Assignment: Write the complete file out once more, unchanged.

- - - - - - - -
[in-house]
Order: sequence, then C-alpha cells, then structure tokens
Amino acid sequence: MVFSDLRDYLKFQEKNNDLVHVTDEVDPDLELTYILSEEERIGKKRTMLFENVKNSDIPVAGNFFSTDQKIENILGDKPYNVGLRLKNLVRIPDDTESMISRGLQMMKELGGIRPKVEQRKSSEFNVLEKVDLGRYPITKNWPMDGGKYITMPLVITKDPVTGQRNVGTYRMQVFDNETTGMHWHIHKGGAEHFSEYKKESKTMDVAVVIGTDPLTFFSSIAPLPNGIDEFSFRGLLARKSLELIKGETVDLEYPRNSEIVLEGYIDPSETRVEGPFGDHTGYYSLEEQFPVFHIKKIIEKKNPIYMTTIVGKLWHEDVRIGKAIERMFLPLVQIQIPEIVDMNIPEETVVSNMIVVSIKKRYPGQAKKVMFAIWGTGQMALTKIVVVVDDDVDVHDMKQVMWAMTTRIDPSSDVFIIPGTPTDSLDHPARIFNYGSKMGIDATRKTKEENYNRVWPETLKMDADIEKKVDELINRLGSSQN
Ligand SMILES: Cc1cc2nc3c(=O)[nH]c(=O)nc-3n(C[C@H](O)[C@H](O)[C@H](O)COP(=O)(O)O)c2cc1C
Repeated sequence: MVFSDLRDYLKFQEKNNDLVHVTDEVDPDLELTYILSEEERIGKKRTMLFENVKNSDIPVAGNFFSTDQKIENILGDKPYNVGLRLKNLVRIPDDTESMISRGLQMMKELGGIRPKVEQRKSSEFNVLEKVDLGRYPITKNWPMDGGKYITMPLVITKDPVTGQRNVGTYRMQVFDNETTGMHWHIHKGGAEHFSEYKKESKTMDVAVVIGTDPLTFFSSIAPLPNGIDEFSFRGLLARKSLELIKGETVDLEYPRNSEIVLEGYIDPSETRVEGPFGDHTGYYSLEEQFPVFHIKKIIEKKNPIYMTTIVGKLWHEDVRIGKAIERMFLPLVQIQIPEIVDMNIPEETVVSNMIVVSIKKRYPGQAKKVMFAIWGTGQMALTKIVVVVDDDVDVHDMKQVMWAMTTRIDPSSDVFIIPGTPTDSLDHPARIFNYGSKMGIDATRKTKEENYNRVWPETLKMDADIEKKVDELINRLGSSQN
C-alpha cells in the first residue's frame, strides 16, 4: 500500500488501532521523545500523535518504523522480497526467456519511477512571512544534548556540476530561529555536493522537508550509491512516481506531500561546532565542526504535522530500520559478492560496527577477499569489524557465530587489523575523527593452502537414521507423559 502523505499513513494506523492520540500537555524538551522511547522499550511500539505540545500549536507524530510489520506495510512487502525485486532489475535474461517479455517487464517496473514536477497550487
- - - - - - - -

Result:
[in-house]
Order: sequence, then C-alpha cells, then structure tokens
Amino acid sequence: MVFSDLRDYLKFQEKNNDLVHVTDEVDPDLELTYILSEEERIGKKRTMLFENVKNSDIPVAGNFFSTDQKIENILGDKPYNVGLRLKNLVRIPDDTESMISRGLQMMKELGGIRPKVEQRKSSEFNVLEKVDLGRYPITKNWPMDGGKYITMPLVITKDPVTGQRNVGTYRMQVFDNETTGMHWHIHKGGAEHFSEYKKESKTMDVAVVIGTDPLTFFSSIAPLPNGIDEFSFRGLLARKSLELIKGETVDLEYPRNSEIVLEGYIDPSETRVEGPFGDHTGYYSLEEQFPVFHIKKIIEKKNPIYMTTIVGKLWHEDVRIGKAIERMFLPLVQIQIPEIVDMNIPEETVVSNMIVVSIKKRYPGQAKKVMFAIWGTGQMALTKIVVVVDDDVDVHDMKQVMWAMTTRIDPSSDVFIIPGTPTDSLDHPARIFNYGSKMGIDATRKTKEENYNRVWPETLKMDADIEKKVDELINRLGSSQN
Ligand SMILES: Cc1cc2nc3c(=O)[nH]c(=O)nc-3n(C[C@H](O)[C@H](O)[C@H](O)COP(=O)(O)O)c2cc1C
Repeated sequence: MVFSDLRDYLKFQEKNNDLVHVTDEVDPDLELTYILSEEERIGKKRTMLFENVKNSDIPVAGNFFSTDQKIENILGDKPYNVGLRLKNLVRIPDDTESMISRGLQMMKELGGIRPKVEQRKSSEFNVLEKVDLGRYPITKNWPMDGGKYITMPLVITKDPVTGQRNVGTYRMQVFDNETTGMHWHIHKGGAEHFSEYKKESKTMDVAVVIGTDPLTFFSSIAPLPNGIDEFSFRGLLARKSLELIKGETVDLEYPRNSEIVLEGYIDPSETRVEGPFGDHTGYYSLEEQFPVFHIKKIIEKKNPIYMTTIVGKLWHEDVRIGKAIERMFLPLVQIQIPEIVDMNIPEETVVSNMIVVSIKKRYPGQAKKVMFAIWGTGQMALTKIVVVVDDDVDVHDMKQVMWAMTTRIDPSSDVFIIPGTPTDSLDHPARIFNYGSKMGIDATRKTKEENYNRVWPETLKMDADIEKKVDELINRLGSSQN
C-alpha cells in the first residue's frame, strides 16, 4: 500500500488501532521523545500523535518504523522480497526467456519511477512571512544534548556540476530561529555536493522537508550509491512516481506531500561546532565542526504535522530500520559478492560496527577477499569489524557465530587489523575523527593452502537414521507423559 502523505499513513494506523492520540500537555524538551522511547522499550511500539505540545500549536507524530510489520506495510512487502525485486532489475535474461517479455517487464517496473514536477497550487